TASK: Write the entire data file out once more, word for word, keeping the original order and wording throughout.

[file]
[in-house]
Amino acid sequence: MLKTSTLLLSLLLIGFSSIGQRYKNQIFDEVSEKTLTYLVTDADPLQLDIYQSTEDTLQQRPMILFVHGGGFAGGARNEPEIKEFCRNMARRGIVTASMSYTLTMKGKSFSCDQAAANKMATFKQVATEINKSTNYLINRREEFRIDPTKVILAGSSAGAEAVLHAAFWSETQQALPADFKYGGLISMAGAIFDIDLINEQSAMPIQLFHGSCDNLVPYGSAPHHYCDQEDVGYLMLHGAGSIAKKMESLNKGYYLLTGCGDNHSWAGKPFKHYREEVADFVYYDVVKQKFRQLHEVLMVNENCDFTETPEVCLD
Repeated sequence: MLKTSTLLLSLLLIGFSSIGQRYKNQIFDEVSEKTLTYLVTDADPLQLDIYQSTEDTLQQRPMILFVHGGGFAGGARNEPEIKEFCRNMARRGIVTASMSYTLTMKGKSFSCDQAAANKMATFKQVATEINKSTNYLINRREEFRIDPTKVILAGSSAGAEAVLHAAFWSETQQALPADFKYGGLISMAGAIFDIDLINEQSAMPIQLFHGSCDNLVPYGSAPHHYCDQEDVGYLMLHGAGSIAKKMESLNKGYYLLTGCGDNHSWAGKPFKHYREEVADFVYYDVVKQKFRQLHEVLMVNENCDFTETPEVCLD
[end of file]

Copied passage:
[in-house]
Amino acid sequence: MLKTSTLLLSLLLIGFSSIGQRYKNQIFDEVSEKTLTYLVTDADPLQLDIYQSTEDTLQQRPMILFVHGGGFAGGARNEPEIKEFCRNMARRGIVTASMSYTLTMKGKSFSCDQAAANKMATFKQVATEINKSTNYLINRREEFRIDPTKVILAGSSAGAEAVLHAAFWSETQQALPADFKYGGLISMAGAIFDIDLINEQSAMPIQLFHGSCDNLVPYGSAPHHYCDQEDVGYLMLHGAGSIAKKMESLNKGYYLLTGCGDNHSWAGKPFKHYREEVADFVYYDVVKQKFRQLHEVLMVNENCDFTETPEVCLD
Repeated sequence: MLKTSTLLLSLLLIGFSSIGQRYKNQIFDEVSEKTLTYLVTDADPLQLDIYQSTEDTLQQRPMILFVHGGGFAGGARNEPEIKEFCRNMARRGIVTASMSYTLTMKGKSFSCDQAAANKMATFKQVATEINKSTNYLINRREEFRIDPTKVILAGSSAGAEAVLHAAFWSETQQALPADFKYGGLISMAGAIFDIDLINEQSAMPIQLFHGSCDNLVPYGSAPHHYCDQEDVGYLMLHGAGSIAKKMESLNKGYYLLTGCGDNHSWAGKPFKHYREEVADFVYYDVVKQKFRQLHEVLMVNENCDFTETPEVCLD